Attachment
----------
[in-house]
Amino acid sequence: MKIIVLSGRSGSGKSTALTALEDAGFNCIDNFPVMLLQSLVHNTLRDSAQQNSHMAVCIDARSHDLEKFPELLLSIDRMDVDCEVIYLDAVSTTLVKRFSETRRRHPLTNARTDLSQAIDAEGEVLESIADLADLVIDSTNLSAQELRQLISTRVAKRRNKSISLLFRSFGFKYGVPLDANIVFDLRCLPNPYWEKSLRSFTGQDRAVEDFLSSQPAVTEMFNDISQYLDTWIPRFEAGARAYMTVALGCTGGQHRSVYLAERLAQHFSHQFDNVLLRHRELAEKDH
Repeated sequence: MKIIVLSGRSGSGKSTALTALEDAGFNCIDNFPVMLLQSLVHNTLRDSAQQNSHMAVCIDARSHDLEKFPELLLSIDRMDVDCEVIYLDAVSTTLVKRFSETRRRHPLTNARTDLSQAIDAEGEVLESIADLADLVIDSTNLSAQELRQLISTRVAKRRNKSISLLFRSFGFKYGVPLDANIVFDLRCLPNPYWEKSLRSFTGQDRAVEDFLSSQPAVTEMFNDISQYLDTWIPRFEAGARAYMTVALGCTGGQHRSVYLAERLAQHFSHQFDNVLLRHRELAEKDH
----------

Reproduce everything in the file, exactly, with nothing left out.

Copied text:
[in-house]
Amino acid sequence: MKIIVLSGRSGSGKSTALTALEDAGFNCIDNFPVMLLQSLVHNTLRDSAQQNSHMAVCIDARSHDLEKFPELLLSIDRMDVDCEVIYLDAVSTTLVKRFSETRRRHPLTNARTDLSQAIDAEGEVLESIADLADLVIDSTNLSAQELRQLISTRVAKRRNKSISLLFRSFGFKYGVPLDANIVFDLRCLPNPYWEKSLRSFTGQDRAVEDFLSSQPAVTEMFNDISQYLDTWIPRFEAGARAYMTVALGCTGGQHRSVYLAERLAQHFSHQFDNVLLRHRELAEKDH
Repeated sequence: MKIIVLSGRSGSGKSTALTALEDAGFNCIDNFPVMLLQSLVHNTLRDSAQQNSHMAVCIDARSHDLEKFPELLLSIDRMDVDCEVIYLDAVSTTLVKRFSETRRRHPLTNARTDLSQAIDAEGEVLESIADLADLVIDSTNLSAQELRQLISTRVAKRRNKSISLLFRSFGFKYGVPLDANIVFDLRCLPNPYWEKSLRSFTGQDRAVEDFLSSQPAVTEMFNDISQYLDTWIPRFEAGARAYMTVALGCTGGQHRSVYLAERLAQHFSHQFDNVLLRHRELAEKDH